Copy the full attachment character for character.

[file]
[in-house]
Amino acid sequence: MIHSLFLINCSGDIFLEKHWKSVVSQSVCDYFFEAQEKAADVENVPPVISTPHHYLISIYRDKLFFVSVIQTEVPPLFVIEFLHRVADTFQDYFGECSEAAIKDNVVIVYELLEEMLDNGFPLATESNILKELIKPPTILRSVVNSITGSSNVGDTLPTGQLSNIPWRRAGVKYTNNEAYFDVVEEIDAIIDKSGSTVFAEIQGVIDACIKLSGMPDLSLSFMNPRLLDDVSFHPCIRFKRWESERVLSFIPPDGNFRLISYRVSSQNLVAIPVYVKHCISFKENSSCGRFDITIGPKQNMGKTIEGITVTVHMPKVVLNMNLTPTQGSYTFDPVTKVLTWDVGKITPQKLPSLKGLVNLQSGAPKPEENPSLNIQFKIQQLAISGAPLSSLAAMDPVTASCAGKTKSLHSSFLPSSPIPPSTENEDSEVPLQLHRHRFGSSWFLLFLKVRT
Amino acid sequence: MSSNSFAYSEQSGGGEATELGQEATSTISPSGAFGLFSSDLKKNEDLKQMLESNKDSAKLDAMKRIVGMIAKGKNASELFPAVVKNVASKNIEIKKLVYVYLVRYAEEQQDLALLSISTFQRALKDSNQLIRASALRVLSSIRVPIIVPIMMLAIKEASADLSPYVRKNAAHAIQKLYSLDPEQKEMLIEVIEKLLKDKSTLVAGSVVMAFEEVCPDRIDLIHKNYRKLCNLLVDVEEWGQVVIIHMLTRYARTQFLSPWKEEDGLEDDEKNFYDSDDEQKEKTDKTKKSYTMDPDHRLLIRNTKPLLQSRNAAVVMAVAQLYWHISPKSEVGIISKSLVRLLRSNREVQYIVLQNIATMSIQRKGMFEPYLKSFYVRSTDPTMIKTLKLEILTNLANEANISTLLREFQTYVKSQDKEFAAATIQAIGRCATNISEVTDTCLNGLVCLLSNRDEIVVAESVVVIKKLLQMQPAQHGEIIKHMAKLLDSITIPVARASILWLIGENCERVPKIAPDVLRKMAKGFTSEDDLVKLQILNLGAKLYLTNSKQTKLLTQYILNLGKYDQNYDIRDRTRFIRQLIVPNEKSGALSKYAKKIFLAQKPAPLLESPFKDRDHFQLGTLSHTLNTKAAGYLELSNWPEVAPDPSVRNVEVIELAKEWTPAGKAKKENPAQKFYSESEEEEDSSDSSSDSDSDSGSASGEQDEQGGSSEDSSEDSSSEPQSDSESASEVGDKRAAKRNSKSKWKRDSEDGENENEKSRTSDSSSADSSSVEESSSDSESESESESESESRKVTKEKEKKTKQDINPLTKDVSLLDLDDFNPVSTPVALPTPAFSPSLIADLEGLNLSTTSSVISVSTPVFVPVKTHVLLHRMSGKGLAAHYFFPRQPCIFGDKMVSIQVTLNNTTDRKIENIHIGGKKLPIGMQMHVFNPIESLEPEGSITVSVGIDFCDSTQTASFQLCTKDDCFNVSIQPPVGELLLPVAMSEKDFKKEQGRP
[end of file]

[in-house]
Amino acid sequence: MIHSLFLINCSGDIFLEKHWKSVVSQSVCDYFFEAQEKAADVENVPPVISTPHHYLISIYRDKLFFVSVIQTEVPPLFVIEFLHRVADTFQDYFGECSEAAIKDNVVIVYELLEEMLDNGFPLATESNILKELIKPPTILRSVVNSITGSSNVGDTLPTGQLSNIPWRRAGVKYTNNEAYFDVVEEIDAIIDKSGSTVFAEIQGVIDACIKLSGMPDLSLSFMNPRLLDDVSFHPCIRFKRWESERVLSFIPPDGNFRLISYRVSSQNLVAIPVYVKHCISFKENSSCGRFDITIGPKQNMGKTIEGITVTVHMPKVVLNMNLTPTQGSYTFDPVTKVLTWDVGKITPQKLPSLKGLVNLQSGAPKPEENPSLNIQFKIQQLAISGAPLSSLAAMDPVTASCAGKTKSLHSSFLPSSPIPPSTENEDSEVPLQLHRHRFGSSWFLLFLKVRT
Amino acid sequence: MSSNSFAYSEQSGGGEATELGQEATSTISPSGAFGLFSSDLKKNEDLKQMLESNKDSAKLDAMKRIVGMIAKGKNASELFPAVVKNVASKNIEIKKLVYVYLVRYAEEQQDLALLSISTFQRALKDSNQLIRASALRVLSSIRVPIIVPIMMLAIKEASADLSPYVRKNAAHAIQKLYSLDPEQKEMLIEVIEKLLKDKSTLVAGSVVMAFEEVCPDRIDLIHKNYRKLCNLLVDVEEWGQVVIIHMLTRYARTQFLSPWKEEDGLEDDEKNFYDSDDEQKEKTDKTKKSYTMDPDHRLLIRNTKPLLQSRNAAVVMAVAQLYWHISPKSEVGIISKSLVRLLRSNREVQYIVLQNIATMSIQRKGMFEPYLKSFYVRSTDPTMIKTLKLEILTNLANEANISTLLREFQTYVKSQDKEFAAATIQAIGRCATNISEVTDTCLNGLVCLLSNRDEIVVAESVVVIKKLLQMQPAQHGEIIKHMAKLLDSITIPVARASILWLIGENCERVPKIAPDVLRKMAKGFTSEDDLVKLQILNLGAKLYLTNSKQTKLLTQYILNLGKYDQNYDIRDRTRFIRQLIVPNEKSGALSKYAKKIFLAQKPAPLLESPFKDRDHFQLGTLSHTLNTKAAGYLELSNWPEVAPDPSVRNVEVIELAKEWTPAGKAKKENPAQKFYSESEEEEDSSDSSSDSDSDSGSASGEQDEQGGSSEDSSEDSSSEPQSDSESASEVGDKRAAKRNSKSKWKRDSEDGENENEKSRTSDSSSADSSSVEESSSDSESESESESESESRKVTKEKEKKTKQDINPLTKDVSLLDLDDFNPVSTPVALPTPAFSPSLIADLEGLNLSTTSSVISVSTPVFVPVKTHVLLHRMSGKGLAAHYFFPRQPCIFGDKMVSIQVTLNNTTDRKIENIHIGGKKLPIGMQMHVFNPIESLEPEGSITVSVGIDFCDSTQTASFQLCTKDDCFNVSIQPPVGELLLPVAMSEKDFKKEQGRP